from the amount of glycogen in solution by difference from the
original amount of glycogen added.
If the hydrolysis depends upon the amount of free glycogen and
free acid in solution, the same values should be obtained by hy-
drolyzing similar amounts of glycogen with similar quantities of
acid without the presenceof charcoal. Rather than determine the
G. Bancroft and E. G. Fry 259

hydrolysis for each separate case, and since the variations in the
amount adsorbed indicated that an average value would be more
accurate, the average amount of glycogen present in the solution
after adsorption was hydrolyzed with different concentrations of
acid, and from these values a curve was drawn from which the
amounts of glucose for the exact amounts of acid used could be
determined. This curve was constructed from the values ob-

TABLE III

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Hydrolysis of Approximately 96.5 Mg. of Glycogen in Presence of Charcoal by
Various Concentrations of Acid
GlUCOS2
HCl concentra- Adsorbed Glycogen in Glucose produced from
tion, free dwxen, by solution concentration in 26.5 mg.
in solution difference solution glycogen’
-
N m9. m9. m9.
0.239 68.0 31.8 25.3 25.3
0.194 68.1 28.4 20.8 20.7
0.136 73.7 22.8 14.5 14.5
0.083 72.4 24.1 8.8 8.8
0.070 70.2 26.3 7.0 7.4
0.044 72.1 26.1 4.6 4.7
* The glucose values for the exact concentrations of hydrochloric acid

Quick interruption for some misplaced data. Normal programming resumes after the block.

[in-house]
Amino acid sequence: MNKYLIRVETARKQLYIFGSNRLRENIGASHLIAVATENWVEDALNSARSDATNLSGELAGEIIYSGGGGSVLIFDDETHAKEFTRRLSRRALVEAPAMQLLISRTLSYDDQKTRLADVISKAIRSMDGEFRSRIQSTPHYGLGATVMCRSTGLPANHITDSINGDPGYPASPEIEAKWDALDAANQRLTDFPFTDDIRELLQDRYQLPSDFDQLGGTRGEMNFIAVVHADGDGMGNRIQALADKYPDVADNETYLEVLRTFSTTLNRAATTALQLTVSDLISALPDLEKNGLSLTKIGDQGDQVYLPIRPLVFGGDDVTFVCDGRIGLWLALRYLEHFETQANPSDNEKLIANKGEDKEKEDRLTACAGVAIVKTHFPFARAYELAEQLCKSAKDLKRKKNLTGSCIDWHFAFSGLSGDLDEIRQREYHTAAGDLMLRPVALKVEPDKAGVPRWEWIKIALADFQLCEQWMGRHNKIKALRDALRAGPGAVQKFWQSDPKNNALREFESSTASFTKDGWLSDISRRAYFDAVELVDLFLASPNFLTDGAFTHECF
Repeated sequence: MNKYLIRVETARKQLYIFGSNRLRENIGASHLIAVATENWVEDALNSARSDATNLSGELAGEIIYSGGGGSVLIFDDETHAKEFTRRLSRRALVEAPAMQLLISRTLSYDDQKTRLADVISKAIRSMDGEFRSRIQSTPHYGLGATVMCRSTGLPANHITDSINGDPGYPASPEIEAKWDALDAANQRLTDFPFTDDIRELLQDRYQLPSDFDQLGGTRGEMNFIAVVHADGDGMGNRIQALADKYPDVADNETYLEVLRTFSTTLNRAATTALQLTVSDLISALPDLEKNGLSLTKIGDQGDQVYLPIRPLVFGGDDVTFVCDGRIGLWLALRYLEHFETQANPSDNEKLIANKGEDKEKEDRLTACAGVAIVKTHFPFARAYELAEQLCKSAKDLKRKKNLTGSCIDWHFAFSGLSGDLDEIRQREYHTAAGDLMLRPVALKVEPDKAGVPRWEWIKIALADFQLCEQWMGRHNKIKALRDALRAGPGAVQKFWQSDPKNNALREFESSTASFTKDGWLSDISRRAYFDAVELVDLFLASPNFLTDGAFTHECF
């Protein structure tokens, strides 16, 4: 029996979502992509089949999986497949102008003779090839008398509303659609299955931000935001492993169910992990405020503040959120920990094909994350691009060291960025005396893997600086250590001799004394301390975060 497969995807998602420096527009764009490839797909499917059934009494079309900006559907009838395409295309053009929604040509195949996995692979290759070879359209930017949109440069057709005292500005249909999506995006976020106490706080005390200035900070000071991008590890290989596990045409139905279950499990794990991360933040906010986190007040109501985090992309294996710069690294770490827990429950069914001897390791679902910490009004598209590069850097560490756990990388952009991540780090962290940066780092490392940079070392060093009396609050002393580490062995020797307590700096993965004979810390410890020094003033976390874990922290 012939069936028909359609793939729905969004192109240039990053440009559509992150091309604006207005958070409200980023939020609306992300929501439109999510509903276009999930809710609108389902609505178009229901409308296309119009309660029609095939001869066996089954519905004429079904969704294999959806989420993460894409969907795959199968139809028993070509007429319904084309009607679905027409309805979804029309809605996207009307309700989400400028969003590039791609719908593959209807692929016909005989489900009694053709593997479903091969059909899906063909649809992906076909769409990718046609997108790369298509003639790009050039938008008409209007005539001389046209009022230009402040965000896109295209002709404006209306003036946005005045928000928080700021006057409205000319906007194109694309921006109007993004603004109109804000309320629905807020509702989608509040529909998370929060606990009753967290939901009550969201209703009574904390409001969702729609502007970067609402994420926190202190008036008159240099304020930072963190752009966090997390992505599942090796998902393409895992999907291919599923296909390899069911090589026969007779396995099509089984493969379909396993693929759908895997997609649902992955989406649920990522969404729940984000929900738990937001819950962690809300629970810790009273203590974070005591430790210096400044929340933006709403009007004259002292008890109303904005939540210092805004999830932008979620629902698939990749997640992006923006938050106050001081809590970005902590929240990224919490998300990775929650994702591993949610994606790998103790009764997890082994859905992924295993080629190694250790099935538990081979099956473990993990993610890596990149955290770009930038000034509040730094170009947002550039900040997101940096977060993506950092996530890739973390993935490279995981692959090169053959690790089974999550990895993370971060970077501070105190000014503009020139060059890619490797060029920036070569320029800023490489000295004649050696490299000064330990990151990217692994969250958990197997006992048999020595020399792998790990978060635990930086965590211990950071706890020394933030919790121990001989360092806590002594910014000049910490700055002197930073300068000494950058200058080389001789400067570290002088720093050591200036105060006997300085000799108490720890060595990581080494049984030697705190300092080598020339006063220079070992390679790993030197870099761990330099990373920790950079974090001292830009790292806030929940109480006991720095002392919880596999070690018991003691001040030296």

were obtained from Fig. 1.

tained by hydrolyzing 26.5 mg. of glycogen with various concen-


trations of acid in a volume of 20 cc.
Concentration of acid, N.. 0.25 0.20 0.15 0.09
Glucose, mg.. . 26.5 21.1 16.0 9.47

The close relationship between the hydrolysis of glycogen in the


presence of charcoal and the hydrolysis of 26.5 mg. of glycogen,
the average amount free in solution, by acid from a corresponding
solution, leaves no doubt that the hydrolysis depends upon the
concentration of unadsorbed glycogen and unadsorbed acid in
solution and is independent of the rather large amounts of glycogen
and acid adsorbed on the charcoal. Miller and Bandemer (8)
have obtained, moreover, similar results with the hydrolysis of
sucrose by acids in the presence of charcoal. The comparison is
given in the fourth and fifth columns of Table III and is shown
diagrammatically in Fig. 1.
260 Adsorption and Hydrolysis of Glycogen

Hydrolysis of Glycogen by Amylase in Presence of Charcoal-


It has been shown that adsorbed glycogen is not appreciably hy-
drolyzed by hydrochloric acid, and, that with an excess of glycogen
and hydrochloric acid above that which is adsorbed, the amount of
hydrolysis depends upon the quantity of free glycogen and free
acid in solution. Adsorption has induced stabilization of glycogen
rather than activation. In the present section, the hydrolysis of
glycogen with amylase as the catalyst has been carried out.
Since the activity of amylase changes considerably with the pH

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of the solution, care must be taken in such experiments to insure
a constant pH.* The hydrolyses were carried out at 38” in a total
volume of 75 cc5 The course of hydrolysis was determined by
means of samples removed at intervals, heated in boiling water to
inactivate the enzyme, filtered, and 3 cc. aliquots taken for analy-
sis by the maltose method of Hulme and Narain (12). The
values obtained were multiplied by 25 to give the total reducing
value of the solutions. The zero determination acted as the blank
and was assumed to be constant throughout the period of hy-
drolysis. The amylase6 usually was added last and marked the
start of the experiment except in the experiments with completely